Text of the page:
Deep Dive Into the Architecture of a Pipeline Stage
What good is a scheduler if it has only one task and if that one task goes waiting? If you hit a dependency with the current working set, you need to be able to work with “other ready” sets. For that, you first have to have “other sets” in the hopper. For DPDK packet processing, the key take away from this scheduler analogy of tasks to packets is that we need to fetch a bunch of packets rather than just one. The goal is to achieve parallelism with potentially many “working sets”, which also provides amortization of the overhead of I/O across multiple packets. Same as a scheduler, here the packet pipeline keeps going until it gets to a “waiting” or “dependency" condition. The need for data from memory can be considered the “heavy weight hammer”. Learn how to optimize packet processing with DPDK, using the "thirsty dinosaur" analogy.
Check out the companion video: How Developers Can Benefit from the DPDK Packet Framework
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Hi, I'm MJ from Intel. In this video, we will take a deep dive into the architecture of the pipeline stage.
To take advantage of the current superscalar processor architecture data level parallelism is key. I'm sure you will agree that with only one packet at hand you hardly can exercise any parallelism. With only one packet, you will sequentially build dependency and end up waiting. This is no different than any effective scheduler. What good is a scheduler, if it does only one task and if that one task was waiting?
Similarly, if your dependency with the current working set, you need to be able to work with other ready sets. For that, you're forced to have other sets in the hopper. To ensure you will have multiple ready sets, you want to go and get a bunch of packets in the input queue.
The key take away from the scheduler of packets to tasks is that we need to fetch a bunch of packets. Thus as you see here, we will have packets 0 to 9 all fetched at once. Not only have you achieved parallelism with potentially many working cells, as a very important byproduct, you also have achieved a marked position of the overhead available across multiple packets. So it has a double benefit.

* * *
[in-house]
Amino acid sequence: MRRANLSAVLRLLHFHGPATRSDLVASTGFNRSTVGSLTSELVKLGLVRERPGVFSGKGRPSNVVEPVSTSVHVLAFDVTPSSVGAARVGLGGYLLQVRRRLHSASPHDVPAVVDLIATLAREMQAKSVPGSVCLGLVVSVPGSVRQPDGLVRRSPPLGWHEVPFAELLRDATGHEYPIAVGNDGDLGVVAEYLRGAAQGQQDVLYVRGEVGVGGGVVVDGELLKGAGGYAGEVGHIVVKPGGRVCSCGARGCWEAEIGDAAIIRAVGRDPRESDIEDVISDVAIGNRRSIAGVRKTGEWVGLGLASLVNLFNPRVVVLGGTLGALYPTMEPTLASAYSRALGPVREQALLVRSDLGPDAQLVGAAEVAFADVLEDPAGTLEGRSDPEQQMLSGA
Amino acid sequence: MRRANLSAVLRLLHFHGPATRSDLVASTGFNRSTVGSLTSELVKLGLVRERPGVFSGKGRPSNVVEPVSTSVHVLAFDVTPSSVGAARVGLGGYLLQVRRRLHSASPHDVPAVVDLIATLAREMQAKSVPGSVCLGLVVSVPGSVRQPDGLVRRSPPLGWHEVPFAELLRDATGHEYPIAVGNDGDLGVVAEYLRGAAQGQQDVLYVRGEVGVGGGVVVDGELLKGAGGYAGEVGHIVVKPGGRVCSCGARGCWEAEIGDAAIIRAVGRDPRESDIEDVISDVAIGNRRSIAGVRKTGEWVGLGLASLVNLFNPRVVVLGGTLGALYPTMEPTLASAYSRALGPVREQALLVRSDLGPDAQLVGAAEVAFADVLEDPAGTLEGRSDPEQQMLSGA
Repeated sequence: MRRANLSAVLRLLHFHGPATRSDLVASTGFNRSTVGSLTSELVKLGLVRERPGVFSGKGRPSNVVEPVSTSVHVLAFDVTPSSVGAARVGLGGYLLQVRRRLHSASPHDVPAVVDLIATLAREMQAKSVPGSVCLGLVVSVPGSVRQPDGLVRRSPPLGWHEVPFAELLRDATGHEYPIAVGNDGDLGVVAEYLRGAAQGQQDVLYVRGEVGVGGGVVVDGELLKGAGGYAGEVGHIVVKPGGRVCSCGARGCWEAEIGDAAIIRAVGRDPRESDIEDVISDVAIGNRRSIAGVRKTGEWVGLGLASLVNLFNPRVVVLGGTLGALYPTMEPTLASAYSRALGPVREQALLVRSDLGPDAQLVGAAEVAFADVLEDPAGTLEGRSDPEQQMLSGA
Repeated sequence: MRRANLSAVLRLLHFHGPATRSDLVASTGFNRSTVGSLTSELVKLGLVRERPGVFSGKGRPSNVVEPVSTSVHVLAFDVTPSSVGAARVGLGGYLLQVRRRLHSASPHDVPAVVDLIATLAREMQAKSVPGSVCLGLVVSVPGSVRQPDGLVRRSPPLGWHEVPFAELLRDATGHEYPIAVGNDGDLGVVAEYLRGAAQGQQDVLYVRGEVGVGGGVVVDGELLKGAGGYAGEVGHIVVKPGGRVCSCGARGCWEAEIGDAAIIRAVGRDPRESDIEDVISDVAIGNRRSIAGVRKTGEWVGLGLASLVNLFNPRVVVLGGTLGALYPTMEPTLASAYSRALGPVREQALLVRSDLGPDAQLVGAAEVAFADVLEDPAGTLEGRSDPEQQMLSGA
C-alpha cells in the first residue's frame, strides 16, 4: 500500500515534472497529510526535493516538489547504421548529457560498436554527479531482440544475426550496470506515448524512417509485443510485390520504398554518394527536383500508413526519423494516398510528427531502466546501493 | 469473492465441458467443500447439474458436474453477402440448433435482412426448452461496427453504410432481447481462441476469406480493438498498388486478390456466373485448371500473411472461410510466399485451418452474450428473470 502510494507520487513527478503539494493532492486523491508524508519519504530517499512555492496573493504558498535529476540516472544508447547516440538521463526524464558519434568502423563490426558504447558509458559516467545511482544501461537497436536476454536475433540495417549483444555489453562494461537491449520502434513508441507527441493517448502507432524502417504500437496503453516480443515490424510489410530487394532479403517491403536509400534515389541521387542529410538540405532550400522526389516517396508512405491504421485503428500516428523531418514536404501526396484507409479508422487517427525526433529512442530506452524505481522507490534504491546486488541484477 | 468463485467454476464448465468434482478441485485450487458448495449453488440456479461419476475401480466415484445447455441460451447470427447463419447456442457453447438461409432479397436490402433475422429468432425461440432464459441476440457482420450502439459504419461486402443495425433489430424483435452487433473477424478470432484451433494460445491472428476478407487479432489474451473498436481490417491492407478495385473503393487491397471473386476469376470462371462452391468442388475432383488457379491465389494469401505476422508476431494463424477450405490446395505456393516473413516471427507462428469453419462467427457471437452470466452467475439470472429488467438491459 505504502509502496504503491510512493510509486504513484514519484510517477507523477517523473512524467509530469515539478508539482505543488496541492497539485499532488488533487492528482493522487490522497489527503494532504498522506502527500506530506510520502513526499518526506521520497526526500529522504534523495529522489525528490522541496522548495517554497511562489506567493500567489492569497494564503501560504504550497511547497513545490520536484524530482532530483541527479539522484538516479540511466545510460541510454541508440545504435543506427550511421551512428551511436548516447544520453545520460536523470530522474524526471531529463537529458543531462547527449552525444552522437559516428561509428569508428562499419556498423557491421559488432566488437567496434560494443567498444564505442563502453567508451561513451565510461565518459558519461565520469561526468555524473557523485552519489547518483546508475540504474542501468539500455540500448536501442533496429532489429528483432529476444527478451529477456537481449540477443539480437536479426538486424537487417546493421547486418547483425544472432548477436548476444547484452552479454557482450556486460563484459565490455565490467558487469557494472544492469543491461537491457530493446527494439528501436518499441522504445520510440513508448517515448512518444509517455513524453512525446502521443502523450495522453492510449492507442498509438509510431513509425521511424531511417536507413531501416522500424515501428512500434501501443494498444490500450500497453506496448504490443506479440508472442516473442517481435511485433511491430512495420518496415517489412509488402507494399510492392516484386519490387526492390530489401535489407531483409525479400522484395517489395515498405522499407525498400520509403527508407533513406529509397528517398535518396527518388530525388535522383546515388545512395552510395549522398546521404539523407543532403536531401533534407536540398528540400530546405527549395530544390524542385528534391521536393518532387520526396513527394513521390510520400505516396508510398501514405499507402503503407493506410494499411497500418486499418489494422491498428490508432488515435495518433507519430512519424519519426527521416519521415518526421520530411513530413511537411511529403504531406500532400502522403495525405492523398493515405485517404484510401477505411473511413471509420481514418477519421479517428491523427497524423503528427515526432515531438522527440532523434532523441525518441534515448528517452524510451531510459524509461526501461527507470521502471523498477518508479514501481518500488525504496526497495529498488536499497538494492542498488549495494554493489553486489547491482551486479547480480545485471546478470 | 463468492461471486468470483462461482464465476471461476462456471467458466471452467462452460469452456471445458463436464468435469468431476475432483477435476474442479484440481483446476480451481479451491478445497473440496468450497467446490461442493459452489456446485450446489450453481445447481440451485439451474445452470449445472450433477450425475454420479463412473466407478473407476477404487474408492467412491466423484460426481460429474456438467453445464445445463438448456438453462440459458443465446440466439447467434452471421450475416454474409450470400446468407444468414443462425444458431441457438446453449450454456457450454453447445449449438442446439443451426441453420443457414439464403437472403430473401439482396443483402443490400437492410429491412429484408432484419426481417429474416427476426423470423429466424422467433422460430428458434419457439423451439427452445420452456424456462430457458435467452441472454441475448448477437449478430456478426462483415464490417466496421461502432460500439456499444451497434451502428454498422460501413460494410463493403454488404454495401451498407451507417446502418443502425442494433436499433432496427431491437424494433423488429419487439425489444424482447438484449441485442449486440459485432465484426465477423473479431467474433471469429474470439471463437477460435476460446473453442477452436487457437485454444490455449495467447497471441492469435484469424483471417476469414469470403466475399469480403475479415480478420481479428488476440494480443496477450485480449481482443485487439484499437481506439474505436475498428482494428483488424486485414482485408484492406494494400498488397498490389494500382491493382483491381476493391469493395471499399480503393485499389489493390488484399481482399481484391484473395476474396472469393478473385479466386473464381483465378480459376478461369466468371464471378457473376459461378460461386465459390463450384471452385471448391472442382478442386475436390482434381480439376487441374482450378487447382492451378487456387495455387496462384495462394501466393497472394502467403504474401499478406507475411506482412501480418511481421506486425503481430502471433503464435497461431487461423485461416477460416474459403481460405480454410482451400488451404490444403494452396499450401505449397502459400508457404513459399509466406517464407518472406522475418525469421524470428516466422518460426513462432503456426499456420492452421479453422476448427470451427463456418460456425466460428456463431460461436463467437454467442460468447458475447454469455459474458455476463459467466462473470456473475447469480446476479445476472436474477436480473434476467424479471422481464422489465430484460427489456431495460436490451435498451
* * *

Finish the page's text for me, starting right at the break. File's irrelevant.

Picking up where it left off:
Same as the scheduler. Here packet pipeline keeps going until it gets to waiting or dependency condition. What is that here? Need for data from memory can be considered that heavy weight hammer. So how do you avoid waiting and posting for data?
Let's demonstrate with analogy of the drinking dinosaur. Assuming that the dinosaur for water to get from its mouth to stomach, it will take 20 minutes. In this case, the 20 minutes can be referred to as stall. If it starts drinking water after it all ready feels thirsty, the dinosaur is going to be staying thirsty for at least 20 minutes. What's the best way to keep a dinosaur from getting thirsty at all? You have to plan ahead. The dinosaur should start drinking water 20 minutes before it starts getting thirsty. That way there is no stall. Now that's a scheduling point or the breaking of the pipeline stage.
Instead of releasing that read, which will introduce your stall because of waiting for data, pipeline issues a heads up to the memory controller. But just not a report and read, but just a brief hint.
Thus for example, when a packet being processed use packet meta data, say for packets 8 or 9 in the picture, the pipeline shows a brief hint which will have beeping. It knows with one of the working sets, say packet 2 and 3, for which it does all of the issued, similar prefix. Say hence forth, they will look up a bucket. Since it has already primed the pipe for packet 2 and 3, now that data had taken time to travel while processing for packets 8 and 9 were going on. Now after searching for a new working set, packets 2 and 3, it issues of real read, thus getting their data without waiting.
Thanks for watching. To learn more about the DTP packet frame work follow the links provided and do remember to like this video and subscribe.
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